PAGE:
As my friend eats his last taco on this last night, he asks me about how I’m feeling about the day, now that it’s ending.
Well, I say, I did some fun things and some unfun things. I researched compost, then got coffee with you. I flirted with a girl, the girl who served us coffee. I tried to tip the girl, but I ran out of dollars. I talked with you about sex and women. I borrowed two of your dollars. When I went to put them in the tip jar, I said hello to the girl and, not knowing what else to say, ordered a chocolate donut, extra chocolate, with coconut, that one that we shared.
I was wondering about that donut, my friend says, with meat juice spilling down the sides of his mouth. If you ran out of dollars, how did you pay for it?
I came back and got my card, remember?
Then, while you were eating your half of the donut, I ordered books online. When we left, I slipped on some ice.
That sounds like a decent day, he says.
I nod. It really was.
My friend rinses his fingertips and we move to my room so I can think. Oddly, I can think better with him in the room. Usually, I can’t think at all when someone is in the room, which, I think, is why I think better.
He’s lying on my bed. Moments ago, I showed him an essay that I read, and now he’s reading it. The essay is about reincarnation. I ask him if he knows any evidence to support the phenomenon, and when he says, No, I say, Me neither, then ask why everyone believes in it.
I think that, sometimes, people want to believe in things because those things don’t have any evidence, my friend suggests.
I can see that, I say, then tug on the tassels of the pants I’m wearing, which are someone else’s. My stomach makes a sound. My friend scratches his foot.
I look at the art that I’ve made and that hangs on the wall. Whenever I show anyone the art I’ve made—just about everyone—they ask if I have art that’s bigger.
No, I always say to them. Why do you ask?
Whoever it is that I’m speaking with always shrugs. I don’t know, they say. I’m just wondering if you have anything that’s bigger.
I don’t understand. Everyone makes such a fuss about size in this world. My therapist tells me I should be like Goldilocks: not too big or too small. I don’t know why she tells me to be like this when nobody else in the world tells me to be like this. They want my body to be small and my art to be giant. It’s ridiculous.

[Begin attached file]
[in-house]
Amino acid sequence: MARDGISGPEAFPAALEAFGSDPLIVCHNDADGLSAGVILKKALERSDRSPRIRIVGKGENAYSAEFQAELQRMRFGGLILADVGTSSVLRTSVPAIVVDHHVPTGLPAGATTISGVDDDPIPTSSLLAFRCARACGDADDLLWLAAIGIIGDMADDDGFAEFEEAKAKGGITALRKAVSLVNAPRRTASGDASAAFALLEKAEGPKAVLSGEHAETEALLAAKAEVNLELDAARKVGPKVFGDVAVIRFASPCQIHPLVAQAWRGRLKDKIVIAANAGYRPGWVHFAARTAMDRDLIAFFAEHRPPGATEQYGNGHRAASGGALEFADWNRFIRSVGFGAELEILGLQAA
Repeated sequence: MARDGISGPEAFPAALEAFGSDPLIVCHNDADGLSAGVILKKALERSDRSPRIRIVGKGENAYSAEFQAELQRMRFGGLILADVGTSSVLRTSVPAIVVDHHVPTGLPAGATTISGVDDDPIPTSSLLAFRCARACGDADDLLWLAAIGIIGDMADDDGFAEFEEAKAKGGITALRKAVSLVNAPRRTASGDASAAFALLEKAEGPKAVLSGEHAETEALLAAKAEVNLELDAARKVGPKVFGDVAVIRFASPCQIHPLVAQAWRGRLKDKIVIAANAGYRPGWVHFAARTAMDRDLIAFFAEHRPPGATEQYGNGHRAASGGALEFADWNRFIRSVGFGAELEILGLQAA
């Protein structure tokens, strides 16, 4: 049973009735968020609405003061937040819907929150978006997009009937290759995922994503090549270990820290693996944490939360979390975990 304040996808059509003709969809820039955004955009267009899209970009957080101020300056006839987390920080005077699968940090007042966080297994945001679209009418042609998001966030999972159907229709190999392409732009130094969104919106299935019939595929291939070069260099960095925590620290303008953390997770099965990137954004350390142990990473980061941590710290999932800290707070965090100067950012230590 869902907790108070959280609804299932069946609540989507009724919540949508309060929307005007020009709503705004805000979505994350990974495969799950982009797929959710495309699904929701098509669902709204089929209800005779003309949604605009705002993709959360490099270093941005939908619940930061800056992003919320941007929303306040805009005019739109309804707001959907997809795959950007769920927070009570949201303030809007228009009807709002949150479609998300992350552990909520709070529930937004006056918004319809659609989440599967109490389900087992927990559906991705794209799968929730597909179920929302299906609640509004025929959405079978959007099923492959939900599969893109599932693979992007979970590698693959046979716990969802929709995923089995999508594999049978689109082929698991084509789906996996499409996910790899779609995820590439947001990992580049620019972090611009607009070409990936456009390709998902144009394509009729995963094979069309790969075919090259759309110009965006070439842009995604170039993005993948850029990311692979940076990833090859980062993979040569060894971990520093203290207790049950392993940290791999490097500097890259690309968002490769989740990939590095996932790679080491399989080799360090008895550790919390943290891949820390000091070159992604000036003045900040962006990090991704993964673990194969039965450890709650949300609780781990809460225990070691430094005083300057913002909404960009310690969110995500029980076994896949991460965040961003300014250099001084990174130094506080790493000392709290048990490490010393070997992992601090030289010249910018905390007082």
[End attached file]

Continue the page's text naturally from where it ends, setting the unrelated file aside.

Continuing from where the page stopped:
Figure 2: My “small” art.
I mention my need to become like Goldilocks, and my friend says he doesn’t know the story of Goldilocks, which makes me sad. He’s also never seen the ocean, which will no longer be the case when he flies to Berlin.
He keeps reading the article about reincarnation. Inside, I feel rotten.
I wonder about who gets to hear fairy tales and who doesn’t. I think about puzzles and who knows how to solve them. I think about how some people are impressed when you solve a puzzle, and how others know that anyone can solve such a puzzle. They know that you aren’t special or impressive even for a minute for solving that puzzle, that you aren’t any more impressive than anyone else, which is true. These people see you and what you can do for what it actually is, which is what everyone can do. You just might be, for some, the first exposure to such a thing. By being first you aren’t better. You’ve just got novelty working for you.
Figure 3: A puzzle I can solve that really isn’t difficult to solve.
The novelty-thing is why I still think fond thoughts—fairly often—for the first male and first female with whom I had sex. Sometimes I feel embarrassed for having such fond and often thoughts, because I know they probably don’t think of me, because I wasn’t the first one for them, but they were firsts for me. Sometimes I want to explain to them that I only care so much because they were novelties. But then, of course, they don’t know that I even need to explain this, because they don’t know that I think of them so often and so fondly. Then, I feel embarrassed again about thinking of them at all.
I know this isn’t revelatory. Everyone has known it all along. But still, I can’t help but think about it, and wonder if others think about it too.
I look at my friend, who does child’s pose, then downward dog, on my bed. He isn’t a child. He also isn’t a dog. I watch his feet inch closer to the area where I rest my head. I feel queasy with thoughts of germs, images of germs I can practically see slip off the soles of his feet and onto this pillowy surface, the cheek-to-bed interface. I feel a wave of excitement. This friend’s foot dirt is so close to contacting the surface upon which I place my naked head. How terrifying! How enlivening! This interest, of course, has nothing to do with sex. He and I have had enough of that. Maybe the interest and feelings are because, soon, he’ll be leaving. But maybe not. Whatever the cause, I feel excited. So excited that I think I could give my friend the biggest hug I’ve ever given anyone, such a big hug that he won’t be able to breathe when I tell him that he should.
We lie down next to each other and stare at each other without talking. It’s an experiment we started one night, without saying it was an experiment. He just started staring, so I started staring, and that was that. We kept going for an hour. Maybe more. Or maybe less. Regardless, it felt like a very long time.
Tonight, we only stare for a few minutes before he gets out his camera. He holds it at arm’s-length, pointing back at us. We move our noses closer. Our sides are smooshed against the covers. He locks his arm into place, keeping the camera overhead, and I watch him breathe as he watches me breathe. I feel tired and content, but not as tired as my friend, whose eyes flutter. Closed, then open, then closed. He holds the camera for as long as he can, and then, his arm slips down like a clock-hand, in an arc. I think about tomorrow, when I’ll wake up in the morning, and he’ll wake up too. We’ll get dressed and maybe even swap clothes, so that when he leaves, on his way overseas, he’ll have to think of me—at least for a few hours—as much as I think of him.